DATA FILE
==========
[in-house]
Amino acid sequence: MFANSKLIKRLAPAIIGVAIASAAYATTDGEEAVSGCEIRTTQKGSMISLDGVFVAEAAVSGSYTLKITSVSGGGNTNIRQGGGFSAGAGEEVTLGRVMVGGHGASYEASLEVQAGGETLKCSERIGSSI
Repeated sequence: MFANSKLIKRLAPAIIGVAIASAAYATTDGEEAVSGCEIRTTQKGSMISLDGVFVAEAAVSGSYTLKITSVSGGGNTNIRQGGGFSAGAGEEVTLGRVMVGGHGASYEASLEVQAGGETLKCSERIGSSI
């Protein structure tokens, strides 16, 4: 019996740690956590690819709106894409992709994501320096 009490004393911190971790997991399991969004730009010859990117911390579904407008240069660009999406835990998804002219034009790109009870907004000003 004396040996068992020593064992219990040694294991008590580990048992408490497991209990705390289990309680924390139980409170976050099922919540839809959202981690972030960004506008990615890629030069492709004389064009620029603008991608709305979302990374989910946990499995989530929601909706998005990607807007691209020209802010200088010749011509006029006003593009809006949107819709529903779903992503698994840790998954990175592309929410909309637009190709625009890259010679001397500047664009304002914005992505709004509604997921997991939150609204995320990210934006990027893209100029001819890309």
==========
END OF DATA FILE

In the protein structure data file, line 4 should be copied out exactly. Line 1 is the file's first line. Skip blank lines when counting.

């Protein structure tokens, strides 16, 4: 019996740690956590690819709106894409992709994501320096 009490004393911190971790997991399991969004730009010859990117911390579904407008240069660009999406835990998804002219034009790109009870907004000003 004396040996068992020593064992219990040694294991008590580990048992408490497991209990705390289990309680924390139980409170976050099922919540839809959202981690972030960004506008990615890629030069492709004389064009620029603008991608709305979302990374989910946990499995989530929601909706998005990607807007691209020209802010200088010749011509006029006003593009809006949107819709529903779903992503698994840790998954990175592309929410909309637009190709625009890259010679001397500047664009304002914005992505709004509604997921997991939150609204995320990210934006990027893209100029001819890309």